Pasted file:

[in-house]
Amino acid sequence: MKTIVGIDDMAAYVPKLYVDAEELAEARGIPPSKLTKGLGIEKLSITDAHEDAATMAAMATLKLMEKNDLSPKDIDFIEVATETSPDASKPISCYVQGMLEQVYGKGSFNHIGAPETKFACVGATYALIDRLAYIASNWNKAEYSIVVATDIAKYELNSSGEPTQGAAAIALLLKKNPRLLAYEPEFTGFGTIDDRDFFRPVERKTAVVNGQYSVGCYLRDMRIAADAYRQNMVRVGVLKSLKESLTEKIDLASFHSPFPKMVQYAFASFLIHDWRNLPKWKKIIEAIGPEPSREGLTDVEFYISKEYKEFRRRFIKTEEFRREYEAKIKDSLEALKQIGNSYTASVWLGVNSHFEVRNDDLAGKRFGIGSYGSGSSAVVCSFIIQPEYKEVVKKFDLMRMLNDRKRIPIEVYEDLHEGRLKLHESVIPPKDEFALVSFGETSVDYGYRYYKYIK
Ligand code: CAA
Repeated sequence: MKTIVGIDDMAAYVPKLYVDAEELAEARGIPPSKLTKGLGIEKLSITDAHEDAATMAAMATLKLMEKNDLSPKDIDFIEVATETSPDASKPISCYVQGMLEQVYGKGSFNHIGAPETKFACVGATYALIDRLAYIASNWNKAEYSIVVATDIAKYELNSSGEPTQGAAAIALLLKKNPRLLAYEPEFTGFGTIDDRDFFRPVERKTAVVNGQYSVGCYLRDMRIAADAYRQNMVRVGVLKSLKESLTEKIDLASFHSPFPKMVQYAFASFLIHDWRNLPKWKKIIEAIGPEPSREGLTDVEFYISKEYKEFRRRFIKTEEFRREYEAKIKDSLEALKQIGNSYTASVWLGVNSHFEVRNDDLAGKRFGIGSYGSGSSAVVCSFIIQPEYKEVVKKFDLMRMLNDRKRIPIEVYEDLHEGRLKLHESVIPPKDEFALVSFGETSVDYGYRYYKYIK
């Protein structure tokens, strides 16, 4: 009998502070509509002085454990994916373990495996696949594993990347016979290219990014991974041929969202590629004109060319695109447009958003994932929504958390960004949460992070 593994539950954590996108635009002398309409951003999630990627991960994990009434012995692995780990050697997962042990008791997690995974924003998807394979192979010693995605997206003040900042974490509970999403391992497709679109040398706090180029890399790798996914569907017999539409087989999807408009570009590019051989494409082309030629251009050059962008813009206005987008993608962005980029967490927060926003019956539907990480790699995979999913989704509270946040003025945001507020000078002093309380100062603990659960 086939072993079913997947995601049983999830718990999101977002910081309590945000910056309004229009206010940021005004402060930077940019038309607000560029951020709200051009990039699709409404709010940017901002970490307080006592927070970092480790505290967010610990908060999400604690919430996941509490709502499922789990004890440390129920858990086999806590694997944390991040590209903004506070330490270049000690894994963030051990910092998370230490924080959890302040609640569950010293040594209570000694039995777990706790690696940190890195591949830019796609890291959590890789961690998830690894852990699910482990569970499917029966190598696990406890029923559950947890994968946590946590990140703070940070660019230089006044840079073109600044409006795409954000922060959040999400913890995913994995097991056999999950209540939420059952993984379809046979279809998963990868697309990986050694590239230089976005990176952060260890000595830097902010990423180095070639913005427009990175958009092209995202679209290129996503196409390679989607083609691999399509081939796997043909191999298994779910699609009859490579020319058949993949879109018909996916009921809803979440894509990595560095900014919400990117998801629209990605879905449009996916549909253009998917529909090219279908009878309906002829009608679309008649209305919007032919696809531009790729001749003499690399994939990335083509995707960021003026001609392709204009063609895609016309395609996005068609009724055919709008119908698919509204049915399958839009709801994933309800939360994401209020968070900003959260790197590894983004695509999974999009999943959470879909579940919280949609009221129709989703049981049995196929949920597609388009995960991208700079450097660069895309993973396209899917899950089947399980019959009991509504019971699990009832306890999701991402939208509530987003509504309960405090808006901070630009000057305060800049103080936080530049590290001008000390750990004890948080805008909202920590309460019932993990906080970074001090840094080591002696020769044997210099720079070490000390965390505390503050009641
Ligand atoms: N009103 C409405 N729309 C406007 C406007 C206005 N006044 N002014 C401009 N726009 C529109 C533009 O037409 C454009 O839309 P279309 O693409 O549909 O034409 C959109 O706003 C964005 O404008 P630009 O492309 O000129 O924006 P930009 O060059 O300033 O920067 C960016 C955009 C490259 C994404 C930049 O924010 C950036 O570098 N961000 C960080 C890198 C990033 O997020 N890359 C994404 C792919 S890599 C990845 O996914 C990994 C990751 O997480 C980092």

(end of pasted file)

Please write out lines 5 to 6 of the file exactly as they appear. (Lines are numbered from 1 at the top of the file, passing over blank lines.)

């Protein structure tokens, strides 16, 4: 009998502070509509002085454990994916373990495996696949594993990347016979290219990014991974041929969202590629004109060319695109447009958003994932929504958390960004949460992070 593994539950954590996108635009002398309409951003999630990627991960994990009434012995692995780990050697997962042990008791997690995974924003998807394979192979010693995605997206003040900042974490509970999403391992497709679109040398706090180029890399790798996914569907017999539409087989999807408009570009590019051989494409082309030629251009050059962008813009206005987008993608962005980029967490927060926003019956539907990480790699995979999913989704509270946040003025945001507020000078002093309380100062603990659960 086939072993079913997947995601049983999830718990999101977002910081309590945000910056309004229009206010940021005004402060930077940019038309607000560029951020709200051009990039699709409404709010940017901002970490307080006592927070970092480790505290967010610990908060999400604690919430996941509490709502499922789990004890440390129920858990086999806590694997944390991040590209903004506070330490270049000690894994963030051990910092998370230490924080959890302040609640569950010293040594209570000694039995777990706790690696940190890195591949830019796609890291959590890789961690998830690894852990699910482990569970499917029966190598696990406890029923559950947890994968946590946590990140703070940070660019230089006044840079073109600044409006795409954000922060959040999400913890995913994995097991056999999950209540939420059952993984379809046979279809998963990868697309990986050694590239230089976005990176952060260890000595830097902010990423180095070639913005427009990175958009092209995202679209290129996503196409390679989607083609691999399509081939796997043909191999298994779910699609009859490579020319058949993949879109018909996916009921809803979440894509990595560095900014919400990117998801629209990605879905449009996916549909253009998917529909090219279908009878309906002829009608679309008649209305919007032919696809531009790729001749003499690399994939990335083509995707960021003026001609392709204009063609895609016309395609996005068609009724055919709008119908698919509204049915399958839009709801994933309800939360994401209020968070900003959260790197590894983004695509999974999009999943959470879909579940919280949609009221129709989703049981049995196929949920597609388009995960991208700079450097660069895309993973396209899917899950089947399980019959009991509504019971699990009832306890999701991402939208509530987003509504309960405090808006901070630009000057305060800049103080936080530049590290001008000390750990004890948080805008909202920590309460019932993990906080970074001090840094080591002696020769044997210099720079070490000390965390505390503050009641
Ligand atoms: N009103 C409405 N729309 C406007 C406007 C206005 N006044 N002014 C401009 N726009 C529109 C533009 O037409 C454009 O839309 P279309 O693409 O549909 O034409 C959109 O706003 C964005 O404008 P630009 O492309 O000129 O924006 P930009 O060059 O300033 O920067 C960016 C955009 C490259 C994404 C930049 O924010 C950036 O570098 N961000 C960080 C890198 C990033 O997020 N890359 C994404 C792919 S890599 C990845 O996914 C990994 C990751 O997480 C980092």